x Abu Dhabi, UAESaturday 20 January 2018

The Mob Doctor has a Family practice - capisce?

A young female surgeon is caught between two worlds as she juggles her promising medical career with her family's debt to the Chicago underworld.

Jordana Spiro as Grace Devlin, an MD with a double life, in The Mob Doctor. AP Photo / Fox
Jordana Spiro as Grace Devlin, an MD with a double life, in The Mob Doctor. AP Photo / Fox

Be careful who you owe. This healthy advice, however, comes too late for the promising young surgeon Dr Grace Devlin who, because of her brother's debt to the Chicago underworld, finds herself forced to make a deal with the devil in The Mob Doctor, a new one-hour medical drama from Fox.

Like an irresistible sucking undertow, family complications and her own family's Southside roots only drag Grace deeper into a morally grey area where she finds herself living a tense double-life, caught between two worlds.

In her public life, she's a top resident at Chicago's Roosevelt Medical Center, a smart and self-assured woman heralded as one of the country's most talented young surgeons. In her hidden life, she agrees to work "off book" for the mafia men she once despised, to pay off her brother's gambling debt and save his life.

"It's ER and Doctor Faustus meets The Sopranos," says Rob Wright, co-creator of the series with writing partner Josh Berman. This duo previously created and executive-produced Drop Dead Diva (2009-2012), the successful Lifetime network comedy-fantasy about a plus-size lawyer whose body is inhabited by the soul of a fashion model.

"On Drop Dead Diva, it's two women living one life and I thought it would be fun if we reversed it — one woman living two lives," says Berman.

The casting of Jordana Spiro as the medically gifted, deep-thinking, morally compromised Grace would appear to fly in the face of her already well-established comedy career for roles such as the ditsy Sherri in the movie Must Love Dogs (2005) and as the lovelorn female sports columnist PJ Franklin in the TBS sitcom My Boys (2006-2010).

"I fell into comedy and I really loved doing comedy but I never sought out to be a comedic actress," says Spiro. "I fancied myself really a dramatic actress, so [the role of Grace] was just a really extraordinary opportunity for me."

At the hospital, Grace is confronted by emotionally gripping cases — a young woman in need of a heart transplant, a family shattered by a hit-and-run driver, the mass chaos in the aftermath of an L-train crash.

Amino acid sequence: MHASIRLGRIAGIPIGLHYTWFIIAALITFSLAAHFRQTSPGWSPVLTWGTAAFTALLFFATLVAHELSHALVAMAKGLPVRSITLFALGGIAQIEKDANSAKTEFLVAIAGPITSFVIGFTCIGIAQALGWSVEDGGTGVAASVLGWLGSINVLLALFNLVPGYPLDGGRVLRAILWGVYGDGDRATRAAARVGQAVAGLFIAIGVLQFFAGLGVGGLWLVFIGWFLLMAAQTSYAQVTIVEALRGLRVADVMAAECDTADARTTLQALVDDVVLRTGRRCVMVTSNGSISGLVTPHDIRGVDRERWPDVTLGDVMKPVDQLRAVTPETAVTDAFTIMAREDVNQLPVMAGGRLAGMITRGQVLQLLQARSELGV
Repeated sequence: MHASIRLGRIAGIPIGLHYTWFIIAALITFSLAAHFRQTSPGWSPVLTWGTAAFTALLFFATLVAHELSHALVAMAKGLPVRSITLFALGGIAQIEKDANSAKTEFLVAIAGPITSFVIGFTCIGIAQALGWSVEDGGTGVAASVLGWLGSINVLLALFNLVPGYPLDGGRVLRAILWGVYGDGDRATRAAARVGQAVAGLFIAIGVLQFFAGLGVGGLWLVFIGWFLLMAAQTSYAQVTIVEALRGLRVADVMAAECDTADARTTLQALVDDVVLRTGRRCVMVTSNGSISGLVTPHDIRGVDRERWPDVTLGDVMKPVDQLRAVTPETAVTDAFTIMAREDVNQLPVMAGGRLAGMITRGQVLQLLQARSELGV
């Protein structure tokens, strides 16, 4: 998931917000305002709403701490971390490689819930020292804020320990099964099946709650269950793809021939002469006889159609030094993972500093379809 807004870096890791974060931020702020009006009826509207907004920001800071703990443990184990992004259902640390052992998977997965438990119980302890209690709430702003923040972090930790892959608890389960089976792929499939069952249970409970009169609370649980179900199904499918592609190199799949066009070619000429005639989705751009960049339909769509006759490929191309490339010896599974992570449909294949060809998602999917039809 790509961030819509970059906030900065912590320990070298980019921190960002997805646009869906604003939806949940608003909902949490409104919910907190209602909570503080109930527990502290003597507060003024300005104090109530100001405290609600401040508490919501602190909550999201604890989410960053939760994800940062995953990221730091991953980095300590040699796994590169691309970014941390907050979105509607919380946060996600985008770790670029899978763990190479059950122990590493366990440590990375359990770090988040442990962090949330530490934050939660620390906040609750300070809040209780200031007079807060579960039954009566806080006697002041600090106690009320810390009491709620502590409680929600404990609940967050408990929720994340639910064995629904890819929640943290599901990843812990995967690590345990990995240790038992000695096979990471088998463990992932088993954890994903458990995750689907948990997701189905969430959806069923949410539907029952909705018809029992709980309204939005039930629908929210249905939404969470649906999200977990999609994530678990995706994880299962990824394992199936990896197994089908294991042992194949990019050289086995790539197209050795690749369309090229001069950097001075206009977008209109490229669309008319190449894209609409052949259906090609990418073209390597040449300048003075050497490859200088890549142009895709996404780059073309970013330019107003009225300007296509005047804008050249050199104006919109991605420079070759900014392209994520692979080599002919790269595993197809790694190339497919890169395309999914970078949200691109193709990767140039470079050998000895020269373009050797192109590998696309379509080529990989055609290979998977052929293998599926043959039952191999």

But in the underworld, she's forced to run a deadly gauntlet of mob demands as she operates in back rooms, patches up hit men on the lam from the law, performs emergency surgery on a high-end hooker and, in one outlandishly weird and comic storyline, saves a racehorse from the attentions of a DNA thief.

Among her mob connections, one very familiar face stands out, that of veteran actor William Forsythe as the charming but diabolical Constantine Alexander, a kindly killer whose relationship with Grace is more than it seems, as he manoeuvres to reclaim his job as the Windy City's kingpin of crime.

Known for playing hoodlums, over the years Forsythe has been celebrated for his hilarious performance as a bumbling jail escapee alongside John Goodman in Raising Arizona, as the comic book villain Flattop in Dick Tracy, and as Al Capone in The Untouchables TV series. More recently, he garnered critical acclaim for playing the real-life butcher Manny Horowitz in Boardwalk Empire.

For those who wonder if "mob doctors" do indeed exist, Berman swears they do - but the real-life versions do it willingly for the money, without all the family baggage and moral ambiguity that binds the fictional Grace to her bizarre predicament.

"Most mob doctors are motivated by greed," adds Berman. "They get seduced by the mob world; it's not because of the reasons we have in our pilot - we flipped that and, hopefully, we're a more idealised version of that."

The Mob Doctor is on at 4pm today on OSN First